New research suggests that magnetic resonance imaging (MRI) grading assessment of prostate cancer with PI-RADS 2.1 is not significantly different than utilizing PI-RADS 2.0.
For the retrospective study, recently published in the American Journal of Roentgenology, researchers reviewed data from 308 patients who had 3T prostate MRI, subsequent MRI/ultrasound fusion targeted biopsy (Tbx) and a radical prostatectomy within one year. The study authors compared the use of PI-RADS 2.1 for 131 patients versus PI-RADS 2.0 in 177 patients to assess the impact of the updated PI-RADS classification on the grading of prostate cancer (PCa).
The authors found a 22 percent upgrade rate and a 10 percent clinically significant upgrade rate with PI-RADS 2.1 versus 29 percent and 14 percent, respectively, with PI-RADS 2.0. For patients in the PI-RADS 2.1 cohort, the downgrade rate was 21 percent in comparison to 19 percent with PI-RADS 2.0. Both cohorts had a clinically significant downgrade rate of 1 percent.
In other words, the study authors found no significant differences between PI-RADS 2.1 and PI-RADS 2.0 in MRI grading of PCa.
Recent research comparing PI-RADS 2.0 and PI-RADS 2.1 found a 22 percent upgrade rate and a 10 percent clinically significant upgrade rate with PI-RADS 2.1 versus 29 percent and 14 percent, respectively, with PI-RADS 2.0. For patients in the PI-RADS 2.1 cohort, the downgrade rate was 21 percent in comparison to 19 percent with PI-RADS 2.0. Both cohorts had a clinically significant downgrade rate of 1 percent.
“Implementation of the most recent PI-RADS update did not improve the incongruence in PCa grade assessment between Tbx and surgery,” wrote study co-author Baris Turkbey, M.D., a senior clinician and radiologist at the National Cancer Institute and the National Institutes of Health in Rockville, Md., and colleagues.
The researchers saw similar concordance rates between Tbx and radical prostatectomy for both cohorts (57 percent for PI-RADS 2.1 vs. 51 percent for PI-RADS 2.0). Turkbey and colleagues also noted similar concordance rates in grade group 2 (GG2) patients and GG3 patients (57 percent for PI-RADS 2.1 vs. 53 percent for PI-RADS 2.0).
Three Key Takeaways
- Limited impact of PI-RADS 2.1 update. The study suggests that the updated PI-RADS 2.1 classification for prostate cancer assessment on MRI does not significantly differ from the previous PI-RADS 2.0, indicating that the newer version may not offer substantial improvements in clinical evaluation.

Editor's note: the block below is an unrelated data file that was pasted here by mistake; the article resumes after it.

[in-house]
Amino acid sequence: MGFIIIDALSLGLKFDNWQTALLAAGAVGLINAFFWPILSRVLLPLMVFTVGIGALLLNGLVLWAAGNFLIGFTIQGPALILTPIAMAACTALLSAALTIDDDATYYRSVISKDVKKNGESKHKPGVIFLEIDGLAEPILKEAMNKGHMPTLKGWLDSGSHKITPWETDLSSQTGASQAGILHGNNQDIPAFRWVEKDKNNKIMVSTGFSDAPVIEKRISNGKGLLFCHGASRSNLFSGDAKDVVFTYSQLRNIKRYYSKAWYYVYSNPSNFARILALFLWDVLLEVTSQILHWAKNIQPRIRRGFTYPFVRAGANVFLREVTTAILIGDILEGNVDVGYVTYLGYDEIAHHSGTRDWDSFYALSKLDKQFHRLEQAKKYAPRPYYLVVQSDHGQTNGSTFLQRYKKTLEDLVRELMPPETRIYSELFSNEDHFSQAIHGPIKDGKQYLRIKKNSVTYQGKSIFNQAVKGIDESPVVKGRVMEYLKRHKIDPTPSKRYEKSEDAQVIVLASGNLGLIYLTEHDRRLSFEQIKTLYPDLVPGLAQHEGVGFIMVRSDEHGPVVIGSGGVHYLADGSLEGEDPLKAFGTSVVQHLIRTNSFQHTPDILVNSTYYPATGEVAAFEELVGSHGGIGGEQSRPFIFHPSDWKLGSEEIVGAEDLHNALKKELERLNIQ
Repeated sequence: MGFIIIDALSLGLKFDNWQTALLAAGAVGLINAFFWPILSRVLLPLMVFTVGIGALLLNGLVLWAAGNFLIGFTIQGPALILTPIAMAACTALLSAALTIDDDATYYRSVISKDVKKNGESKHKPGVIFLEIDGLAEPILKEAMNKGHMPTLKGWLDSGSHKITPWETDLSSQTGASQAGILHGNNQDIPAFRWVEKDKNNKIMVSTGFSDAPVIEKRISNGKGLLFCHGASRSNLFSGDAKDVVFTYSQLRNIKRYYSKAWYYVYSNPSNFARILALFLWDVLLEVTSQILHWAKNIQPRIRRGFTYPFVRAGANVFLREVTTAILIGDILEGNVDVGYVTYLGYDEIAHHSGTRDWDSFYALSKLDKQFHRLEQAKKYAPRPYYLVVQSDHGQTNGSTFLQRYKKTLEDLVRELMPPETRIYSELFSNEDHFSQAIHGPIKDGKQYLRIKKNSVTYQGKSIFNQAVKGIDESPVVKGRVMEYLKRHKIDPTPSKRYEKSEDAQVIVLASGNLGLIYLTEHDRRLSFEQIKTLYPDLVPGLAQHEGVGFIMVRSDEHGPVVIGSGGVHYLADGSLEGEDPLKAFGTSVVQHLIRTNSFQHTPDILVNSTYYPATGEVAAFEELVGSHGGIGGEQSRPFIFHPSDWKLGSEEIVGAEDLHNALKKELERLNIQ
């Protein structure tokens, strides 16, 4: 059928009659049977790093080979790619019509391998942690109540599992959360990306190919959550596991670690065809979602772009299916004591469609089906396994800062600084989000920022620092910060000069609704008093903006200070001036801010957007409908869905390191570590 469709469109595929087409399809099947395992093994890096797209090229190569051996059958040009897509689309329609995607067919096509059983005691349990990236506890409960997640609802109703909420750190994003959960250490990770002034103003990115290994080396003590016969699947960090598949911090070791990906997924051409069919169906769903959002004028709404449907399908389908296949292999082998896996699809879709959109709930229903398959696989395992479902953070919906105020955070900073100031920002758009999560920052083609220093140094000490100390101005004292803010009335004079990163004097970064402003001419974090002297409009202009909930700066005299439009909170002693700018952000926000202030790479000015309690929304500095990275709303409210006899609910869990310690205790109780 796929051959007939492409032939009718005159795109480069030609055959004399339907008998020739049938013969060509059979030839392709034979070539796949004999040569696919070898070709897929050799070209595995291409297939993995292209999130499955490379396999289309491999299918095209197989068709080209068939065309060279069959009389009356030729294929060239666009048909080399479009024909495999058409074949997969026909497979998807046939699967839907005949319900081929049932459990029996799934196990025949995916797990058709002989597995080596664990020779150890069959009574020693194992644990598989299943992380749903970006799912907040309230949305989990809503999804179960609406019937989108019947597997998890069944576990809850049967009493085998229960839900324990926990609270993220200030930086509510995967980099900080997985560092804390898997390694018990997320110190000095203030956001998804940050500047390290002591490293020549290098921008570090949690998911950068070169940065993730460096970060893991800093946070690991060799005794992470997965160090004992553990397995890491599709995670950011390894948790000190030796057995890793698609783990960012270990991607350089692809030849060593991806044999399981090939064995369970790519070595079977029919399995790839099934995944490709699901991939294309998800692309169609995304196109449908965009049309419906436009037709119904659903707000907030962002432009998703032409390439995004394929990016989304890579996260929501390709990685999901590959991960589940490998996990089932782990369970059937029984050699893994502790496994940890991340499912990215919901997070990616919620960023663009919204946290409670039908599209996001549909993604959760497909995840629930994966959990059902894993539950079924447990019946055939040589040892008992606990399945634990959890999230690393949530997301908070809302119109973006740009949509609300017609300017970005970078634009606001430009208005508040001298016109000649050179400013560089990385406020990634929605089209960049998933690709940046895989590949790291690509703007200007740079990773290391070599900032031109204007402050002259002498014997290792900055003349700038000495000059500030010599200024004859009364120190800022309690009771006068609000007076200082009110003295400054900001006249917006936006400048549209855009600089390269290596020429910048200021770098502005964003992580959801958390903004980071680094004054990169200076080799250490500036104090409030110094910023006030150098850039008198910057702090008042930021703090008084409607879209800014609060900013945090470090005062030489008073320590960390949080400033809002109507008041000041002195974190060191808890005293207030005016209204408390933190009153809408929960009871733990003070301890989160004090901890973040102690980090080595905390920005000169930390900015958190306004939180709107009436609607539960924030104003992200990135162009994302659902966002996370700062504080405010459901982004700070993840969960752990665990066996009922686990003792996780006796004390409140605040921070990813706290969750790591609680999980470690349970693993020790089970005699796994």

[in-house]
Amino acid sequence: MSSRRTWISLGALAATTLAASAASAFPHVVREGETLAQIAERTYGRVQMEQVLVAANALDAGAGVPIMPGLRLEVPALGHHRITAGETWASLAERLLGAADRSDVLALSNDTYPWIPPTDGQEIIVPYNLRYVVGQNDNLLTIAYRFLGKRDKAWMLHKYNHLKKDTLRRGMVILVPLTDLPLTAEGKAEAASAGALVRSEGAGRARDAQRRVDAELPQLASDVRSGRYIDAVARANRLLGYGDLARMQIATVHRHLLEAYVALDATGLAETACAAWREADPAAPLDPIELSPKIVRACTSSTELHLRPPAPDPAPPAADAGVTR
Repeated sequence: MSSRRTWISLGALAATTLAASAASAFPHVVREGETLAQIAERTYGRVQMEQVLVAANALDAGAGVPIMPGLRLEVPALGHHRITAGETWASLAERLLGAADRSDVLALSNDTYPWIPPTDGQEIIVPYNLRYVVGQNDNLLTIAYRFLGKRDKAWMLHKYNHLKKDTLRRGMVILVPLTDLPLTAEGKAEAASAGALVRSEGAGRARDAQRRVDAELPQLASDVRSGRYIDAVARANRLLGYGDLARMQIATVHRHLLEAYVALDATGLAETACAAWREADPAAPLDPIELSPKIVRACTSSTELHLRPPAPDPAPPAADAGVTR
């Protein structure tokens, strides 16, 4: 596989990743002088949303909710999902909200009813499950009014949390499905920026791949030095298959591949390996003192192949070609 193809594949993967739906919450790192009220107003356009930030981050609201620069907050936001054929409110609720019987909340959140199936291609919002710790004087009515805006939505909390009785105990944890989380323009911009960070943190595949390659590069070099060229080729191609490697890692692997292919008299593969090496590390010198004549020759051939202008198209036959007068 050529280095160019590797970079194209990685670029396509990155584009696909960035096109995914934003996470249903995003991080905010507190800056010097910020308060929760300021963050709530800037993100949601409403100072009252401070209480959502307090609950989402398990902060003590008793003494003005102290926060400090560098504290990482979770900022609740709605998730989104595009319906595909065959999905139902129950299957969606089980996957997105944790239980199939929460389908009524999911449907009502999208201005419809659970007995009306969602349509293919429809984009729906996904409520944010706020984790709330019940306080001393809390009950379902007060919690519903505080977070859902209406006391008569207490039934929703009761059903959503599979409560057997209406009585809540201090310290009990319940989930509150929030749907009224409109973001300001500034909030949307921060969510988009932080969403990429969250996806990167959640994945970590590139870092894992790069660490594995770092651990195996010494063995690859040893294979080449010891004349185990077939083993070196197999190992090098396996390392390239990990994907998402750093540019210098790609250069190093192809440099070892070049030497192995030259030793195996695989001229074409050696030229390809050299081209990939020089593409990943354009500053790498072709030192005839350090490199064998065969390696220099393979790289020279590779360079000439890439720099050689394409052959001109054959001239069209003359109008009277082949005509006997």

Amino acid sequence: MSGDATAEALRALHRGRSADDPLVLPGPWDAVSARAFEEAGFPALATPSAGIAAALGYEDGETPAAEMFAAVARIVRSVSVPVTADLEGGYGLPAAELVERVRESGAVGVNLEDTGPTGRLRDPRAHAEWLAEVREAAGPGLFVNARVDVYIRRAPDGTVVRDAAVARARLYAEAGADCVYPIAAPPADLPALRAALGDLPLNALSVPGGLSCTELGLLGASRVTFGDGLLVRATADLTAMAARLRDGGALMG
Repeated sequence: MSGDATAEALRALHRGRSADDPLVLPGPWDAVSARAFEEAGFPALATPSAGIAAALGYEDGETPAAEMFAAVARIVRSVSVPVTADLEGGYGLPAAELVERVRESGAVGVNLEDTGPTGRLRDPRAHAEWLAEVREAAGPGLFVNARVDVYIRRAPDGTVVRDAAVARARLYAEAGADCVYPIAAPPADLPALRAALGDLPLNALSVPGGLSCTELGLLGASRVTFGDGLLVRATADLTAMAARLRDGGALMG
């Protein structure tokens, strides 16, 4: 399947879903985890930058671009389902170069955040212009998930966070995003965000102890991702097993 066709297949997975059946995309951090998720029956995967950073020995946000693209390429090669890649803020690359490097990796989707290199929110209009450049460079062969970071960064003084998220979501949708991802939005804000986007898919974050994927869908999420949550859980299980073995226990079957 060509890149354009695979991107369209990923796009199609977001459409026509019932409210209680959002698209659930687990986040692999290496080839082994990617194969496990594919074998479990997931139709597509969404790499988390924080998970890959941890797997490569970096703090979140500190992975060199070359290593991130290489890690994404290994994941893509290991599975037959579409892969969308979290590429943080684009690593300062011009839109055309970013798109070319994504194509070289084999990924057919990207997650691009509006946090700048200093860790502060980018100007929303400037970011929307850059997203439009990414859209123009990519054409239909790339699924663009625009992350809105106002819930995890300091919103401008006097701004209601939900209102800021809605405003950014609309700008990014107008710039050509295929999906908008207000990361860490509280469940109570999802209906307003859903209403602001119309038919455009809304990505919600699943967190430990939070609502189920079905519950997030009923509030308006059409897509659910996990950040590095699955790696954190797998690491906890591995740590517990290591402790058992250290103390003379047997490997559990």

- Grading consistency. The research found that both PI-RADS 2.0 and PI-RADS 2.1 exhibited similar rates of upgrading and downgrading of prostate cancer assessments on MRI. This suggests that the choice between these two versions may not significantly affect the accuracy of grading prostate cancer.
- Importance of GG2 and GG3 Differentiation. The study authors discuss the importance of distinguishing between grade group 2 (GG2) and grade group 3 (GG3) in cases of clinically significant prostate cancer. Accurate grading is crucial as it can impact treatment decisions, with GG3 potentially shifting patients from favorable intermediate risk to unfavorable intermediate risk categories according to NCCN guidelines, potentially requiring more aggressive management.
Turkbey and colleagues emphasized the importance of being able to distinguish between GG2 and GG3 in cases of clinically significant prostate cancer (csPCa).
“ … The presence of GG3 may change the patient’s risk category from favorable intermediate risk to unfavorable intermediate risk per (National Comprehensive Cancer Network (NCCN) guidelines,” noted Turkbey and colleagues. “In patients with favorable intermediate risk, active surveillance may remain a management option; however, unfavorable intermediate risk usually requires active treatment with surgical intervention or radiotherapy.”
(Editor’s note: For related content, see “Study: ‘All Men with PSAs Between 3 and 20 ng/mL Should Undergo MRI Before Biopsy’,” “Study: Combination of Ultrasound and MRI-Targeted Biopsy Enhances Detection of Prostate Cancer” and “Study Says AI Mapping More Effective than MRI for Assessing Extent of Prostate Cancer.”)
In regard to study limitations, the researchers conceded that review of all MRI images in the study by one genitourinary radiologist and a small number of patients with PI-RADS categories 2 or 3 may limit broader extrapolation of the study findings. The study authors also acknowledged possible selection bias with the cohort being limited to patients who underwent radical prostatectomy.
(Editor's note: For the latest news and research on prostate cancer imaging, click here.)